Click here to view

Understanding the complex association between these entities can lead to better understanding of these diseases. It can also unravel the mystery and complexity concerning the treatment of these complex associations. Since multiple components are involved, only multidisciplinary treatment approach will be the key to successful treatment. In this patient diabetes and hypertension was successfully managed by pharamacological and lifestyle modification approach. Thorough scaling, root planning, and subgingival curettage were done to treat periodontitis. Studies support that periodontal therapy can improve the glycemic control.[10] In general, the treatment for oral lichen planus mainly revolves around topical and systemic corticosteroid, but the patients who do not respond to corticosteroid therapy are given tacrolimus as in the present scenario.[11] Tacrolimus is a macrolide antibiotic which interferes with the calcium-/calmodulin-dependent phosphatase calcineurin. It has been shown to produce less skin atrophy than corticosteroid, but local irritation at the site of application is a side effect in some cases.[12] This patient responded well with 0.1% tacrolimus without any adverse effect.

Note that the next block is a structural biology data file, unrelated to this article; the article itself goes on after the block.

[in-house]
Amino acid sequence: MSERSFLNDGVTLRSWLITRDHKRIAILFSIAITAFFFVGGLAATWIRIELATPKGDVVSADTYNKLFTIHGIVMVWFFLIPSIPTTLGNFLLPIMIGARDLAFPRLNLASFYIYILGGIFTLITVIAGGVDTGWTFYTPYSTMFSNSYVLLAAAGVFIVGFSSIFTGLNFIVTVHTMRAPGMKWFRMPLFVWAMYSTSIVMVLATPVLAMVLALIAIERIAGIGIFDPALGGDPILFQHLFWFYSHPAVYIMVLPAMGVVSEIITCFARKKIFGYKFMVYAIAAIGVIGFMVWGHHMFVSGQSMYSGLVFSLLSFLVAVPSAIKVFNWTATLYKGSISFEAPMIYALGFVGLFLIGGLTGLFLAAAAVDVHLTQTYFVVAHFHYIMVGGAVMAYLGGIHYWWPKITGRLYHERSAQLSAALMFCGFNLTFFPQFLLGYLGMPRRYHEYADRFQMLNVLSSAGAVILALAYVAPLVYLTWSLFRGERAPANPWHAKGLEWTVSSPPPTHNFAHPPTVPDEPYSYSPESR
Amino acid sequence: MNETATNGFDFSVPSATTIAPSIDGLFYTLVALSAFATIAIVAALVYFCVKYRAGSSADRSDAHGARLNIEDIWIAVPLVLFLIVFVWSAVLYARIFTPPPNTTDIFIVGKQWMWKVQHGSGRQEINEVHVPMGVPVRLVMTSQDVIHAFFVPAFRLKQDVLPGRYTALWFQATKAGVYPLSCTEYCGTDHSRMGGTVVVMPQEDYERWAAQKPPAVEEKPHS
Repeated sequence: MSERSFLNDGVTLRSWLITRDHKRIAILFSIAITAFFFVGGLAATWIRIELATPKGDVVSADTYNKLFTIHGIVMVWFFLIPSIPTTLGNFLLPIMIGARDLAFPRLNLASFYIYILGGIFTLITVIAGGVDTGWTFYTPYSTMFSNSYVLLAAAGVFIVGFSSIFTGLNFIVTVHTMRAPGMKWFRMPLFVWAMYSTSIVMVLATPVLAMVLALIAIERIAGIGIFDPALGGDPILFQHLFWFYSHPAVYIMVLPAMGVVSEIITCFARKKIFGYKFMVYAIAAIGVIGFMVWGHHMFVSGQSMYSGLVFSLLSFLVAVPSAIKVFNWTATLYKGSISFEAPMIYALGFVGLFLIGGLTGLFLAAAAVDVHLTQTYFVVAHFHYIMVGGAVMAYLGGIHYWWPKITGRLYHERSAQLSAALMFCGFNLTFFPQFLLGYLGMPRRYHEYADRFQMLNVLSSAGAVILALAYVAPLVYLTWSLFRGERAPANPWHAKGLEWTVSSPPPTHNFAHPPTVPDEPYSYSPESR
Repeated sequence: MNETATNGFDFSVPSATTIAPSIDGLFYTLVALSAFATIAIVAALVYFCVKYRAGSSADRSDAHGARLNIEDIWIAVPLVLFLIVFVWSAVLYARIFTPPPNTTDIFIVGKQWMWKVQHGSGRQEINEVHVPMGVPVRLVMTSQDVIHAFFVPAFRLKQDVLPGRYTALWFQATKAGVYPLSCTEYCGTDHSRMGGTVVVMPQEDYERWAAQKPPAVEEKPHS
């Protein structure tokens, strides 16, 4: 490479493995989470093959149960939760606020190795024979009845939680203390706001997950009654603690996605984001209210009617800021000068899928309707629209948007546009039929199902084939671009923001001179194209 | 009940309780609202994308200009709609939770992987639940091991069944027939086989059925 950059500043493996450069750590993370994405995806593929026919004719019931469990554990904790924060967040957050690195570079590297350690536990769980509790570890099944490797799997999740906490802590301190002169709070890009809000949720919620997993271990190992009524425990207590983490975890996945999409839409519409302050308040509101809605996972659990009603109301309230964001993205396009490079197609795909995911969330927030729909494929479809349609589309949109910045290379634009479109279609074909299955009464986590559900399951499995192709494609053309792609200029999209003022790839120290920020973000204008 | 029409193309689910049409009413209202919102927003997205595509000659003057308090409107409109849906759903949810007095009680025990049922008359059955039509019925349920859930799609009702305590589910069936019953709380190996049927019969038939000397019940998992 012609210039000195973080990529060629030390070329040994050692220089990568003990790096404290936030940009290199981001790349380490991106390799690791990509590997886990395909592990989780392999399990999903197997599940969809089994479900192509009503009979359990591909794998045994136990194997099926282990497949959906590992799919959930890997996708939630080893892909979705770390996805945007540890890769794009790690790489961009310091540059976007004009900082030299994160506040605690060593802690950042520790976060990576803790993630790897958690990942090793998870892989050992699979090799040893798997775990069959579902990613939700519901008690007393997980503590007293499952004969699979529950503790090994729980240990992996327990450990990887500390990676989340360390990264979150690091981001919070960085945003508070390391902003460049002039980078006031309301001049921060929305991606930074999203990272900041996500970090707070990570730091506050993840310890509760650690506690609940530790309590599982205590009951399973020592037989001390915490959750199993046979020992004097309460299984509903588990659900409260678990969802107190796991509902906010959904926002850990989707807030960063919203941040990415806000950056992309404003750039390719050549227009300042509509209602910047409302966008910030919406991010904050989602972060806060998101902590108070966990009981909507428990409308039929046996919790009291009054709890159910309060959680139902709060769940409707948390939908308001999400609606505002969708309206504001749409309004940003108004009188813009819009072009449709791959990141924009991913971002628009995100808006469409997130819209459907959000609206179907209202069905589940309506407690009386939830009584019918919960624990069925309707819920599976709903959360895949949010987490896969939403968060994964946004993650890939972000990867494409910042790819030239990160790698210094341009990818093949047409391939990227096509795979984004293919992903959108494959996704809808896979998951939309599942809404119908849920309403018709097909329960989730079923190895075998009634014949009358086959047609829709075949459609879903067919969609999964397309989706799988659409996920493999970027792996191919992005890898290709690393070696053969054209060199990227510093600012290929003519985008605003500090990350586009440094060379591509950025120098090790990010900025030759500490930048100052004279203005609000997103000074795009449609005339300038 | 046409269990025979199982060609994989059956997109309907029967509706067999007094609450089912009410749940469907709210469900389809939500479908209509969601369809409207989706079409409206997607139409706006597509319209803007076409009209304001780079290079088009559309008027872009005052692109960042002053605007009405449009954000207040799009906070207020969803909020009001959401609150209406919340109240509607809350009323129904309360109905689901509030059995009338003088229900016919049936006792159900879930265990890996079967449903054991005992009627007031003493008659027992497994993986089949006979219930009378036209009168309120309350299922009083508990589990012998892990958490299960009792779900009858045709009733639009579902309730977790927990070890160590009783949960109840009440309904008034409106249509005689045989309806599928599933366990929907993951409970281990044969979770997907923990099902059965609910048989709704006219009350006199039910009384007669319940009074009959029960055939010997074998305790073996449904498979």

Although literature supports the common link between periodontitis, diabetes, oral lichen planus and hypertension individually, yet their syndromic nature with periodontitis is rarely reported. Apart from inflammation and immunity mediators, there is also possibility of association through unexplained confounders which are difficult to measure such as lifestyle, socioeconomic status, stress, health service utilization, and social network behavior.[11] Extensive study is needed to delineate the relationship among four entities. Until we make further progress, we should accept the fact that the association is worth investigation, and the patient suffering from any of the above entities should also be explored for periodontitis for better management of the condition.

Declaration of patient consent

The authors certify that they have obtained all appropriate patient consent forms. In the form the patient(s) has/have given his/her/their consent for his/her/their images and other clinical information to be reported in the journal. The patients understand that their names and initials will not be published and due efforts will be made to conceal their identity, but anonymity cannot be guaranteed.

Financial support and sponsorship


Conflicts of interest

There are no conflicts of interest.

   References Top

Grinspan D, Diaz J, Abulafia J, Villapol L, Schneiderman J, et al. Our experience with lichen ruber planus of oral mucosa. Ann Dermatol Syphiligr (Paris). 1966;93:531-42.  Back to cited text no. 1